Political news junkies already know the headlines surrounding this year’s underwhelming Conservative Political Action Conference (CPAC), the biggest rightwing confab in American politics—the event has become a too wing-nutty, too unsafe for the establishment and establishment-adjacent Republicans and media partners who used to throng the halls of the Gaylord Resort, and it’s apparently lost its media magnetism, as well as the bulk of its attendees. Ron DeSantis and Mike Pence declined invites to attend. CPAC garnered effectively zero coverage on Fox Nation, previously a sponsor of the event. Oh yes, and the conference’s activist-cum-lobbyist impresario, Matt Schlapp, is currently fending off allegations that he groped a male staffer on Herschel Walker’s Senate campaign. (Schlapp has denied the allegation.)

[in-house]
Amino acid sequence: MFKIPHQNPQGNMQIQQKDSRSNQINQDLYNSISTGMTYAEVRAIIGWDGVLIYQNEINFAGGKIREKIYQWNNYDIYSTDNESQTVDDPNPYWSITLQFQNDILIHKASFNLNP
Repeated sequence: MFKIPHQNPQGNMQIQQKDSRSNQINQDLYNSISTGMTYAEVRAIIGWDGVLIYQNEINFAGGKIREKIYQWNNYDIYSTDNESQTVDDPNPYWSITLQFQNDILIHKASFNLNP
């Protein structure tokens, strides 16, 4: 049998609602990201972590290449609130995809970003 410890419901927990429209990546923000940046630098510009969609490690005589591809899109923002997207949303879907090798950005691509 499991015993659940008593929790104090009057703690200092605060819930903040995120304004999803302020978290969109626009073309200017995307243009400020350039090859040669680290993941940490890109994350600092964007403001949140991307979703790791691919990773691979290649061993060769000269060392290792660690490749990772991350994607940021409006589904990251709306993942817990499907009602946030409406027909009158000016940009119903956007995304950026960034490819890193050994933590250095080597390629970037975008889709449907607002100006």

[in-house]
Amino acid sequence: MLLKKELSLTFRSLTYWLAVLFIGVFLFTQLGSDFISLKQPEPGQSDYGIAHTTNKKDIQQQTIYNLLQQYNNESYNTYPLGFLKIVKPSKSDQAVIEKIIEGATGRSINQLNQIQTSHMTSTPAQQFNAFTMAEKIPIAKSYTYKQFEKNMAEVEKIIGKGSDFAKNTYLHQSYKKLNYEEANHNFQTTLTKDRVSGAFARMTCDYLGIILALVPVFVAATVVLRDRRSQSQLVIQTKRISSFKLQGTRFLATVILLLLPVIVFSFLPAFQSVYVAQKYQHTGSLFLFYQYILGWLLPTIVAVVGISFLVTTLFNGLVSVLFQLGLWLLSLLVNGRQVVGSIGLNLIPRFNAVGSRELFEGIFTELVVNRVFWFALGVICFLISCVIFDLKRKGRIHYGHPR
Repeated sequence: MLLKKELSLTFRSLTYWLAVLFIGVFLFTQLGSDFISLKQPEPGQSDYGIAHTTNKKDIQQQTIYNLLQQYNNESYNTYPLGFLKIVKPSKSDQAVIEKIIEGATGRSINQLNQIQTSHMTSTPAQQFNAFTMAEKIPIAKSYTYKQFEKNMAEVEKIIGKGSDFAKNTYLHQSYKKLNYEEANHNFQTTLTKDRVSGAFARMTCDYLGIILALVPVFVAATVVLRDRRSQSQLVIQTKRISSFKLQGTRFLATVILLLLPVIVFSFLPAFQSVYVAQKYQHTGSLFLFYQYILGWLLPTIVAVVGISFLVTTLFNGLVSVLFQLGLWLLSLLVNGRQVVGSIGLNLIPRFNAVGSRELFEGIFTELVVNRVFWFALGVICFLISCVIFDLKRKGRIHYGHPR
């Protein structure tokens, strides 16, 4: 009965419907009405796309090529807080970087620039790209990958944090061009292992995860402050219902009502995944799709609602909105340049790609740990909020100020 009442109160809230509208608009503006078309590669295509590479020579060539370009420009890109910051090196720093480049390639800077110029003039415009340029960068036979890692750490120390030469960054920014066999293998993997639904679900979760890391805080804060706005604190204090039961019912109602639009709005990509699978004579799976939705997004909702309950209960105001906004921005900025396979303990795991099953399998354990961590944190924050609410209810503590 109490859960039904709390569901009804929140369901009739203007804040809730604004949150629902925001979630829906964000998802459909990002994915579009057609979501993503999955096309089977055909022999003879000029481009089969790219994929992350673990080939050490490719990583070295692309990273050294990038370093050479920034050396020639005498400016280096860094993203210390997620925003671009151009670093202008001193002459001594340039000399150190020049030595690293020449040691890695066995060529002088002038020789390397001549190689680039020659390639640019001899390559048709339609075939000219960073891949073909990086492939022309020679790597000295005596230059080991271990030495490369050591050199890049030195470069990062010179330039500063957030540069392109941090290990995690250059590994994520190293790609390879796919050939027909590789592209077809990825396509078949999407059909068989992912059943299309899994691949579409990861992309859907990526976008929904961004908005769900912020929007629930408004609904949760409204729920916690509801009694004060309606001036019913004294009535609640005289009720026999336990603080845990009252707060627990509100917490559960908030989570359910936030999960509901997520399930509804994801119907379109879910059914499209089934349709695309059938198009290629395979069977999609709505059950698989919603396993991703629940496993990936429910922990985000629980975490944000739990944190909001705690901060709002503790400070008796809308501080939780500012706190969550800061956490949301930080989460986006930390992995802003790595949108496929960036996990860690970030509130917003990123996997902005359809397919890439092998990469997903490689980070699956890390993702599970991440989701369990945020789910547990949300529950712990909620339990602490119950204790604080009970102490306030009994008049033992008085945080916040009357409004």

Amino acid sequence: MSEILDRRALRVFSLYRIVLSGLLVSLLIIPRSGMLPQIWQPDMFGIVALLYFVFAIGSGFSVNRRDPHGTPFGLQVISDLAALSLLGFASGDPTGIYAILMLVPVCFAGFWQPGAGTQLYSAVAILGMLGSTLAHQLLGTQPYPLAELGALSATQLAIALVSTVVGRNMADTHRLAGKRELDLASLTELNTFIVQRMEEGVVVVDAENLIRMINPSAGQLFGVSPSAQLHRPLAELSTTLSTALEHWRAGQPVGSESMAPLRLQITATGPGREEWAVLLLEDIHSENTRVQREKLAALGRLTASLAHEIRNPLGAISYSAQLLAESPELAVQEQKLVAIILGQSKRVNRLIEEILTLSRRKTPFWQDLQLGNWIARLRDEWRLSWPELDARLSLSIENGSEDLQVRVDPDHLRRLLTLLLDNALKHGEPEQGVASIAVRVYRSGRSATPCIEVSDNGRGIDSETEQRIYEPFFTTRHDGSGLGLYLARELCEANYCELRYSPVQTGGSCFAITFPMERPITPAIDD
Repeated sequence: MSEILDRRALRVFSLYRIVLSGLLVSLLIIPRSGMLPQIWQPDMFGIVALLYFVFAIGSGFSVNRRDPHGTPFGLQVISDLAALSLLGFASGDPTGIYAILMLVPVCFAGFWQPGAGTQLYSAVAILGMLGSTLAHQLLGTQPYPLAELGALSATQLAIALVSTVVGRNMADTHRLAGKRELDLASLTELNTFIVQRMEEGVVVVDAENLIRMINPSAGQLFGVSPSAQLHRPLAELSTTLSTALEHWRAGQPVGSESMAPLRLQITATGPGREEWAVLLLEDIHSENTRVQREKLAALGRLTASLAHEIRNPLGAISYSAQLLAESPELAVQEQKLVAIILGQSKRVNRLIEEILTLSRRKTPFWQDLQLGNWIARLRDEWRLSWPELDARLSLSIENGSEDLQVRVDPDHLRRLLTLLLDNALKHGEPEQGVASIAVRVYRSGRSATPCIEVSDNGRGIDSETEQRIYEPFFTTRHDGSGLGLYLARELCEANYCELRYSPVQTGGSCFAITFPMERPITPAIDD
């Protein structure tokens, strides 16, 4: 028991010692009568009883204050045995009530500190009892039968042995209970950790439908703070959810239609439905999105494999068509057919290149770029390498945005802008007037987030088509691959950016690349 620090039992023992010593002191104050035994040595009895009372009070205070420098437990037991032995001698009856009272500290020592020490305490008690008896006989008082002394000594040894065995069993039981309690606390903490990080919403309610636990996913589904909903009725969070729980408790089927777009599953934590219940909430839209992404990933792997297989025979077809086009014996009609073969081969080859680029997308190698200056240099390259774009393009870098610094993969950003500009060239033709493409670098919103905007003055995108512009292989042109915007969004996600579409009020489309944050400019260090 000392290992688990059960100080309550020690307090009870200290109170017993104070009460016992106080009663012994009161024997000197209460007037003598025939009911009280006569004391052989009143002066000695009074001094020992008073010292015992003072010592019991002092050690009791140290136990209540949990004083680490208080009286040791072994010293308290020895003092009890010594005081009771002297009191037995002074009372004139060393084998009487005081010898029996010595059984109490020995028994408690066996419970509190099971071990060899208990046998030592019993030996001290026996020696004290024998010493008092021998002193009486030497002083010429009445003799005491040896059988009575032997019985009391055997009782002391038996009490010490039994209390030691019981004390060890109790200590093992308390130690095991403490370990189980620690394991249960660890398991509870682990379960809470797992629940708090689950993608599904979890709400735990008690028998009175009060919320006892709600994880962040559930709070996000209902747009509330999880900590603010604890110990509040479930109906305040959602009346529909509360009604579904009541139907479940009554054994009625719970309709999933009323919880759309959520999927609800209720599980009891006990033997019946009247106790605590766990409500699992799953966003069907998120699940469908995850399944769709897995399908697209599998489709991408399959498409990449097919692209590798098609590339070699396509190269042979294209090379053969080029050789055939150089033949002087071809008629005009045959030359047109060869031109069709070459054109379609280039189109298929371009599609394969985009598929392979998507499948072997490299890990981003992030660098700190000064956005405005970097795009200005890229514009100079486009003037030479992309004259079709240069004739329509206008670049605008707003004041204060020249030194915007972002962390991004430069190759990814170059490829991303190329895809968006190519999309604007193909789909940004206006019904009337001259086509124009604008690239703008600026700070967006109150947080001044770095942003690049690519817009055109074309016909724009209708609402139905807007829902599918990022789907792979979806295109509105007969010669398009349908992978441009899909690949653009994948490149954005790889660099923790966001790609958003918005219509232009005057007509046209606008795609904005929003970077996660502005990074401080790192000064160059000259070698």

I was unable to attend, myself, after my credentials were mysteriously denied for the first time in seven years. Nevertheless, it’s worth examining the transformation of CPAC from a big-tent activist spectacle that demanded the annual attention of Capitol Hill and Washington media into a polarizing MAGA-world sideshow where keynote speakers included MyPillow salesman and conspiracy theorist Mike Lindell. (Nikki Haley, perhaps the most high-profile Republican presidential challenger at CPAC this year, was chased by hostile Trump fans into an elevator after her speech.) And while there are plenty of conclusions to be drawn from CPAC about Trump’s enduring stature with the base, it’s also worth examining for a deeper understanding of the widening schism between Trump-era grassroots activists, the median Republican voter, and a new generation that doesn’t necessarily align with either.
Herewith, five observations about this year’s CPAC, which mirrors some worrying trends for the Republican party writ large.